Dan chose an approach very common in engineering to solve the equation. He simply side-stepped it, stating that one cannot make laws that inconvenience people because other people believe something that the inconvenienced people don’t believe. He made the assumption that the realm of belief does not encroach on the realm of reason, or at least that its effect is negligible. Is his answer correct? If not, does he get partial credit for his approach to the solution?

I could approach the problem the same way Dan did. I could go back over the logic, tweak a few things, and get a different answer. Maybe he’ll agree that my math or logic or interpretation of things is more correct, or maybe we’ll end where we began with no clue whose arguments are better. Then I’ll have to confess that I already consulted the answer key, which used a different approach to the problem, and made sure my answer was consistent with that.

The key uses a different simplifying assumption concerning the realm of belief. This approach is also very common in engineering: if information is not given, it is because it can be deduced by invoking an external law that governs the given situation. The law to use is absolute truth, which governs the realm of belief. The absolute truth is not democratic: it decides what in the realm of belief is true, whether those affected by it believe so or not. It says that one must inconvenience the people who don’t believe something if that something is really very important (like that a human life is inviolable) and it happens to be the truth. In the sea of confusion, the compass of absolute truth points due north. The truth is fixed, unchanging, and unchangeable.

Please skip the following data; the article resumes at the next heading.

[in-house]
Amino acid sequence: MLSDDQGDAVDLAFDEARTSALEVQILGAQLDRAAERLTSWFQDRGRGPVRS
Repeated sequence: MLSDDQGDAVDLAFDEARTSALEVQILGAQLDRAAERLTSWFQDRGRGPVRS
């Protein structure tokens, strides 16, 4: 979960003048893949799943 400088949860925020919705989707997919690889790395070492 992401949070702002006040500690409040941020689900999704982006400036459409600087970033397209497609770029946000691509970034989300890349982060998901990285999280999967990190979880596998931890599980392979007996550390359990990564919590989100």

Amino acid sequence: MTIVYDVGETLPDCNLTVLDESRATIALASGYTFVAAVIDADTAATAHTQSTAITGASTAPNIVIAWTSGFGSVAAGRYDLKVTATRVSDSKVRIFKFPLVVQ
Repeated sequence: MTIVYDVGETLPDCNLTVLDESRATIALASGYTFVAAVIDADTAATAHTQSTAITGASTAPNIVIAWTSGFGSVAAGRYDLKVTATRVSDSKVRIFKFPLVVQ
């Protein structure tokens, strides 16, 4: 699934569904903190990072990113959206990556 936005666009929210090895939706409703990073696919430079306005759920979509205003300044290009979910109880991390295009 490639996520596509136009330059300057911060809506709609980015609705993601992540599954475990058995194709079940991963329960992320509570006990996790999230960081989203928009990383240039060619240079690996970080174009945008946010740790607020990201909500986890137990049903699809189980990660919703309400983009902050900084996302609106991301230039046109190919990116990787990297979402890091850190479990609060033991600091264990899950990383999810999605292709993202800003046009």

I leave Dan with the following sources to explore. Perhaps they will inform him of some things he did not realize before (for instance, that the pro-life movement includes non-Christian religions and secularists as well as Christians, and that it is not zygotes that are aborted, but fetuses with heart beats, brain waves, and developing human body parts), and perhaps lead him to solve the equation differently using his preferred approach. But moreover, I hope the gifts of intellect and reason he has been given will lead him to explore the realm of belief. It takes humility to descend the throne of one’s life, relinquish the title of god of one’s own destiny. It takes a humble faith to profess something beyond one’s understanding. But in realizing that we all began our being as zygotes, we were all born helpless and in need of love and care, and that one day we will all die whether or not we want to, and our reason cannot tell us what happens next, we can find this humility. And in a humble attitude, we can find God.






i heart nemo said...

You've probably heard about the plane crash already but....i just wanted to let you know that the father gabriel richard women's track coach, Richard Chenault, was on that plane. a lot of people, including his family, close friends, and the track team are devastated by this tradgedy so please keep them ALL in ur prayers!

Mountain Climber said...

I will for sure pray for Richard Chenault and his family.